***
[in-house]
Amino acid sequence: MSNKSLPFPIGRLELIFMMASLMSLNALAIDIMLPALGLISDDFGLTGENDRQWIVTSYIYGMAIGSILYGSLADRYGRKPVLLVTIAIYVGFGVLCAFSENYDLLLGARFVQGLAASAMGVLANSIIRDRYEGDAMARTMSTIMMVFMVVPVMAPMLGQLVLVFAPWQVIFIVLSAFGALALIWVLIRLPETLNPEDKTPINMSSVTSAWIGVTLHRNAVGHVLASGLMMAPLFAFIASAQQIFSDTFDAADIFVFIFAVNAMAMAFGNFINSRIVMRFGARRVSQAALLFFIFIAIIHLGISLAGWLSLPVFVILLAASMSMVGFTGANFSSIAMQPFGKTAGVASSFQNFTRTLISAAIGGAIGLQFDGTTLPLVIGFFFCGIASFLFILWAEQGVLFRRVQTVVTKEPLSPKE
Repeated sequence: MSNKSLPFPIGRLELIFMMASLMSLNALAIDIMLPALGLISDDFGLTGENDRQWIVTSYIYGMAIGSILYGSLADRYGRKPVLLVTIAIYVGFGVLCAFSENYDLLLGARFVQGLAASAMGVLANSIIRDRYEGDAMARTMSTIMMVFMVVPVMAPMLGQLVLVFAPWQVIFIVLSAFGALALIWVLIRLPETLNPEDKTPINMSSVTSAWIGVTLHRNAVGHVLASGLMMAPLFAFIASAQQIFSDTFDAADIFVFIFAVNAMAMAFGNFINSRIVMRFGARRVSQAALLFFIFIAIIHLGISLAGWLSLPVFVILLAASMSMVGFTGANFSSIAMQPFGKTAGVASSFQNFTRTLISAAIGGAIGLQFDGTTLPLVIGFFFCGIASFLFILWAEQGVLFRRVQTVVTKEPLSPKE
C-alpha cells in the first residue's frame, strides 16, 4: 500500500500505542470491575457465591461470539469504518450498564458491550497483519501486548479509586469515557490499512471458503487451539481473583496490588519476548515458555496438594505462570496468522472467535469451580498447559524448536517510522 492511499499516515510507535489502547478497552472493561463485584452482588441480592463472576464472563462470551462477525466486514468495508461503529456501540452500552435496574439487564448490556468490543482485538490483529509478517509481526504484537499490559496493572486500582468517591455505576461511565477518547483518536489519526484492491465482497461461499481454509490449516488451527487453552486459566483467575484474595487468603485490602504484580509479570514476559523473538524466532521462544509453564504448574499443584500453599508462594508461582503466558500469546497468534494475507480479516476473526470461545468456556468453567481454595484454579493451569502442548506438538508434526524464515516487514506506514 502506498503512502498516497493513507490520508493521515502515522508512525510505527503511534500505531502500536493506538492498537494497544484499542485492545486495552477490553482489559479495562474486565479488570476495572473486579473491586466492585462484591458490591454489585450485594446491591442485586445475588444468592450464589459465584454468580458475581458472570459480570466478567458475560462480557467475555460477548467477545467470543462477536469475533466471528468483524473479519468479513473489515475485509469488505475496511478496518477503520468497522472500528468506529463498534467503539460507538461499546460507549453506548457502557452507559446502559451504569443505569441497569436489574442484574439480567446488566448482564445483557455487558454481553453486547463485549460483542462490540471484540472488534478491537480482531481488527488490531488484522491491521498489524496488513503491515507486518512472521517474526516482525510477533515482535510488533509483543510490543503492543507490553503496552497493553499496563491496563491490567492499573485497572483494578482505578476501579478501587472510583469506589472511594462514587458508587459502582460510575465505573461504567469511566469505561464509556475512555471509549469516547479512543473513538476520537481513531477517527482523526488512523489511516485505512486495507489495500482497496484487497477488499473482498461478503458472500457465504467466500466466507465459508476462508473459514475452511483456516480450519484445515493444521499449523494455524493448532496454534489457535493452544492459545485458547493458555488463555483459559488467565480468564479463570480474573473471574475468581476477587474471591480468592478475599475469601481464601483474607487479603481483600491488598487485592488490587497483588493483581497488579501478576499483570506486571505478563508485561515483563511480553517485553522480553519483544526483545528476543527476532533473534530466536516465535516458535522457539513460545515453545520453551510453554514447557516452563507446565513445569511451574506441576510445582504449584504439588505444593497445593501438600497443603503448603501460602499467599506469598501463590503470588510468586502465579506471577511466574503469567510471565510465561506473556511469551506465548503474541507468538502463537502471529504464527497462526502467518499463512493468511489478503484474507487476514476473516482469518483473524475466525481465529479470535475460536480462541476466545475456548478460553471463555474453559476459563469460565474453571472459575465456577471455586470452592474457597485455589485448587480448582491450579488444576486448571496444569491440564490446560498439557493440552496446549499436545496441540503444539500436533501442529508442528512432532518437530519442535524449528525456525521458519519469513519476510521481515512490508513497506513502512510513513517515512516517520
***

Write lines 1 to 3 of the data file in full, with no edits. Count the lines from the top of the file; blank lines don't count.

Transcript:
[in-house]
Amino acid sequence: MSNKSLPFPIGRLELIFMMASLMSLNALAIDIMLPALGLISDDFGLTGENDRQWIVTSYIYGMAIGSILYGSLADRYGRKPVLLVTIAIYVGFGVLCAFSENYDLLLGARFVQGLAASAMGVLANSIIRDRYEGDAMARTMSTIMMVFMVVPVMAPMLGQLVLVFAPWQVIFIVLSAFGALALIWVLIRLPETLNPEDKTPINMSSVTSAWIGVTLHRNAVGHVLASGLMMAPLFAFIASAQQIFSDTFDAADIFVFIFAVNAMAMAFGNFINSRIVMRFGARRVSQAALLFFIFIAIIHLGISLAGWLSLPVFVILLAASMSMVGFTGANFSSIAMQPFGKTAGVASSFQNFTRTLISAAIGGAIGLQFDGTTLPLVIGFFFCGIASFLFILWAEQGVLFRRVQTVVTKEPLSPKE
Repeated sequence: MSNKSLPFPIGRLELIFMMASLMSLNALAIDIMLPALGLISDDFGLTGENDRQWIVTSYIYGMAIGSILYGSLADRYGRKPVLLVTIAIYVGFGVLCAFSENYDLLLGARFVQGLAASAMGVLANSIIRDRYEGDAMARTMSTIMMVFMVVPVMAPMLGQLVLVFAPWQVIFIVLSAFGALALIWVLIRLPETLNPEDKTPINMSSVTSAWIGVTLHRNAVGHVLASGLMMAPLFAFIASAQQIFSDTFDAADIFVFIFAVNAMAMAFGNFINSRIVMRFGARRVSQAALLFFIFIAIIHLGISLAGWLSLPVFVILLAASMSMVGFTGANFSSIAMQPFGKTAGVASSFQNFTRTLISAAIGGAIGLQFDGTTLPLVIGFFFCGIASFLFILWAEQGVLFRRVQTVVTKEPLSPKE